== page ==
So how far back should the history of the property be traced?
In this example, John needs to trace the history of the land since the last registered owner (Patrick).
As Patrick is dead, all the information on his successors of title must be furnished. Having died a bachelor, childless and without a will, his nephew Michael actually had no legal right to take it over.
Instead, Patrick's brothers and sisters were entitled to equal shares in the farm. Therefore, Michael must claim squatter's rights against the aunts and uncles.
Only after this is complete, can Michael transfer his interest to John who can then offer it as security to the bank.
The squatter's rights application will have to provide details on the aunts' and uncles' marital status, whether they had children or occupied the land.
In addition, it will need to outline the precise time and circumstances of their permanent departure and destination.
This should include information on marriages or emigration.
If any of the aunts or uncles are deceased, Michael will need to provide dates and proof of death, whether they died with or without a will, and whether a grant of probate/administration was taken out to their estate.
How long must the applicant be in possession of the land?
Normally the applicant acquires title after being in possession for 12 years.
But the legal owners must not have taken the required action to reclaim their rights during that period.
The minimum time required can fall to six years where the property is the estate of a deceased person.
How long does it take to process a Section 49 application?
Notices must be served on affected parties such as the immediate next of kin of the registered owner who died without making a will.
The notice parties may object which will cause delays and a successful objection will prevent registration.
For this reason it is not possible to estimate how long the process will take.
Checklist for an application:
nDid the registered owner die testate or intestate?
nWas a grant extracted to his or her estate?
nEvidence of their death.
nNames and addresses of those persons entitled to the estate. Lodge original death certificates of all deaths on title.
nName and addresses of the personal representative of the registered owner and the next of kin.
nNames and addresses of all persons or their successors who would have any interest in the property.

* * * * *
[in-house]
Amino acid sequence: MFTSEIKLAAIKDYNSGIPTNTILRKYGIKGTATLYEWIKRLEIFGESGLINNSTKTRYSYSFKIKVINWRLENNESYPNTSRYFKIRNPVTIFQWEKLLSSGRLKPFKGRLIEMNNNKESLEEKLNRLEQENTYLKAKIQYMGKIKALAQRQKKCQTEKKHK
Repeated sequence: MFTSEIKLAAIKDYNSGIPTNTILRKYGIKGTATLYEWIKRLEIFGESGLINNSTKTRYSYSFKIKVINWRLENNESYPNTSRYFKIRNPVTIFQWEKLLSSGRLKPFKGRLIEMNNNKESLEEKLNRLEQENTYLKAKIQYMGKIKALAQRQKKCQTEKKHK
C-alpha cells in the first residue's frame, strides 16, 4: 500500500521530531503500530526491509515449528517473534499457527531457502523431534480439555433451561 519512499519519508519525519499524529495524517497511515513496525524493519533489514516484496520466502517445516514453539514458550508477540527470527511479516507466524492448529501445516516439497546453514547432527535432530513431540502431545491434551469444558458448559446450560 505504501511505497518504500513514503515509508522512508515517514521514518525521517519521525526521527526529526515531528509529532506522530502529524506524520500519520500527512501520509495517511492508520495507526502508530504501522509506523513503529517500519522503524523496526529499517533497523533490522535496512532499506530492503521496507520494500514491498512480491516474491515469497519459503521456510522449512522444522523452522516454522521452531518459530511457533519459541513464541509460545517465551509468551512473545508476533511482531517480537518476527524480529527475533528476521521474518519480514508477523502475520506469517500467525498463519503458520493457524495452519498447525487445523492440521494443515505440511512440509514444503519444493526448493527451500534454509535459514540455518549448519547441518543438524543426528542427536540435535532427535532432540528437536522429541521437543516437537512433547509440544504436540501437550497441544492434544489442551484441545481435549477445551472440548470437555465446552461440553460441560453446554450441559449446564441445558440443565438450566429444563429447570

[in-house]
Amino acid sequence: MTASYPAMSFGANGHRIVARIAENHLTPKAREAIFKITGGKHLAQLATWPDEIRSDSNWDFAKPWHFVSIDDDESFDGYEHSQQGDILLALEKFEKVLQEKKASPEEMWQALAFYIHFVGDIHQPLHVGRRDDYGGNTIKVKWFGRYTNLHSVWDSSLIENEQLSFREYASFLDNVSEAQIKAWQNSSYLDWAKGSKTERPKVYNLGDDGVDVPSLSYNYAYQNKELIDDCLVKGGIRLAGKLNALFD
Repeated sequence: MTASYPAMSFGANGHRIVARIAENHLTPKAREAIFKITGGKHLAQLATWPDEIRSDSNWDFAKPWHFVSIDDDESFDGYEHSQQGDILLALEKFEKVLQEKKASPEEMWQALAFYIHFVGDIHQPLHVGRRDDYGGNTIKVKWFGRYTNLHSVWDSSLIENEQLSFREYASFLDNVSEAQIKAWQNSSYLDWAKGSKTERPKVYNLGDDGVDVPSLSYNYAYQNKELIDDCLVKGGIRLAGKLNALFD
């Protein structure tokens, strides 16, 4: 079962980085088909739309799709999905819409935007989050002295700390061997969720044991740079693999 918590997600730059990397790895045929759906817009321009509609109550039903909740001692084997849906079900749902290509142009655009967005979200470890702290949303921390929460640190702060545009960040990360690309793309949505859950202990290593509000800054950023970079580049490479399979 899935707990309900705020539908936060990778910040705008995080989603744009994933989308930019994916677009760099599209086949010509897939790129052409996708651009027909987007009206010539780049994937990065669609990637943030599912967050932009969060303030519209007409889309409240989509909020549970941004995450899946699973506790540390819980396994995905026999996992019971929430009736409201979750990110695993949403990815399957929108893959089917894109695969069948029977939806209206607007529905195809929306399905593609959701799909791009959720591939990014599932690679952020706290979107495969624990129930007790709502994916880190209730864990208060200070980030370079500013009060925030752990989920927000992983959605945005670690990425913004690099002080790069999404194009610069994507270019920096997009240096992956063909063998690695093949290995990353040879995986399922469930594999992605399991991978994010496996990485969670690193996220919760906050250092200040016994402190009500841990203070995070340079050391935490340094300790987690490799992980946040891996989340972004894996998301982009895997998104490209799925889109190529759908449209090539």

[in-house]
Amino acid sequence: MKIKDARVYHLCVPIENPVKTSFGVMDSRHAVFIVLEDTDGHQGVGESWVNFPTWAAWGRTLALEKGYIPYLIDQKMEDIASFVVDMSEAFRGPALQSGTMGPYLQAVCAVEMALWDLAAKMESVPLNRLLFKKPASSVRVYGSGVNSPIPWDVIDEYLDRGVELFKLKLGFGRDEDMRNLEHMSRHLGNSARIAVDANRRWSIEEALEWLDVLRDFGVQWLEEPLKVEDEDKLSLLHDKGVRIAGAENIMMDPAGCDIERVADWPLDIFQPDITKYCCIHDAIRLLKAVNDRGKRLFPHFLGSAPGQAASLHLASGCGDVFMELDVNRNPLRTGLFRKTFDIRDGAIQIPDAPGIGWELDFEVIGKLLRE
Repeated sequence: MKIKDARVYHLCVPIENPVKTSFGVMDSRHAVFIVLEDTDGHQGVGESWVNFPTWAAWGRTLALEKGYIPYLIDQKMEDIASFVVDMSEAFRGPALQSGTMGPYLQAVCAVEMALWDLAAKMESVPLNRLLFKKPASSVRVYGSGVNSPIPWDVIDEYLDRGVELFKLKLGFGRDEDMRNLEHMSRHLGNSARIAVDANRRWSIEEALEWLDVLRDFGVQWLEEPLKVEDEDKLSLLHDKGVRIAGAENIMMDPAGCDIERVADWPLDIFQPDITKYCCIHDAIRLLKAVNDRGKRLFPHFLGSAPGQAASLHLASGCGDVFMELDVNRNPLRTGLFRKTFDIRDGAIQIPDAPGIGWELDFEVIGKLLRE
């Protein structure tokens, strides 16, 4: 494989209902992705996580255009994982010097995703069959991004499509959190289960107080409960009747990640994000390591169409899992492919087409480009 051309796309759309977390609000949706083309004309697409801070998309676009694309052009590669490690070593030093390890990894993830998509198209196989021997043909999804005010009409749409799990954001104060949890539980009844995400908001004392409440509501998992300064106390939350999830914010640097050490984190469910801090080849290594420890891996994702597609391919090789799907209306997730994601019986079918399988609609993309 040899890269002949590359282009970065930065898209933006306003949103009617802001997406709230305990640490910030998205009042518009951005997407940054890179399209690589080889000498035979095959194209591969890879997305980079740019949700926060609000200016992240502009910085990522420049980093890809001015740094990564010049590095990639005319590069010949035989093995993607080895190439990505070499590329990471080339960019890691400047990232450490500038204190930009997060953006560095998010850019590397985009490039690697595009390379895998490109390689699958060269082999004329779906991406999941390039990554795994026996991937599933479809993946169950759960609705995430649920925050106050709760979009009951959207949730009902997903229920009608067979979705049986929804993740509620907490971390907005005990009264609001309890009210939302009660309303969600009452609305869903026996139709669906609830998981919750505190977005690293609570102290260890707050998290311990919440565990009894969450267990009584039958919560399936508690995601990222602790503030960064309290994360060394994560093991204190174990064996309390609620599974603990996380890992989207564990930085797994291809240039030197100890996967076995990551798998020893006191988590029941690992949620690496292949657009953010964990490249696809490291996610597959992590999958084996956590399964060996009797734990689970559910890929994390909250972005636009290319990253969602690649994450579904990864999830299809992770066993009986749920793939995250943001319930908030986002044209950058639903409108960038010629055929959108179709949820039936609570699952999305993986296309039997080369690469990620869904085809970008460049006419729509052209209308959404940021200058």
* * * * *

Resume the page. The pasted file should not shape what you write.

nDetails and circumstances of the start of the occupation and proof that the occupation was not by permission of the legal owner.
nState how every part of the property has been used during the occupancy, including acts of ownership.
nIs the property securely bounded or fenced off from all adjoining property?
nWhat are the age, nature and condition of such boundaries?
nState the names and addresses of the owners and/or occupiers of all the lands adjoining the property.
nAny other relevant information.
If the land is not already registered an application should be made that includes:
1.Proof of possession for the statutory period.
2.Identification of the title against which possession is being claimed.
If an applicant can only prove the first of these two requirements, it is open to the Land Registry to offer possessory title which can be converted to absolute title when the possessory title has been registered for 15 years.
The drawback with possessory title is that the applicant cannot mortgage or sell the property until absolute title is registered.
A good starting point for proving point two is to get a certificate from the General Valuation Office records which should show the occupiers and immediate lessors of the property from 1950.
Also, the additional information required is similar to that when applying for registered land.
Disclaimer: Aisling Meehan, solicitor tax consultant and Nuffield scholar does not accept responsibility for errors. E-mail email@example.com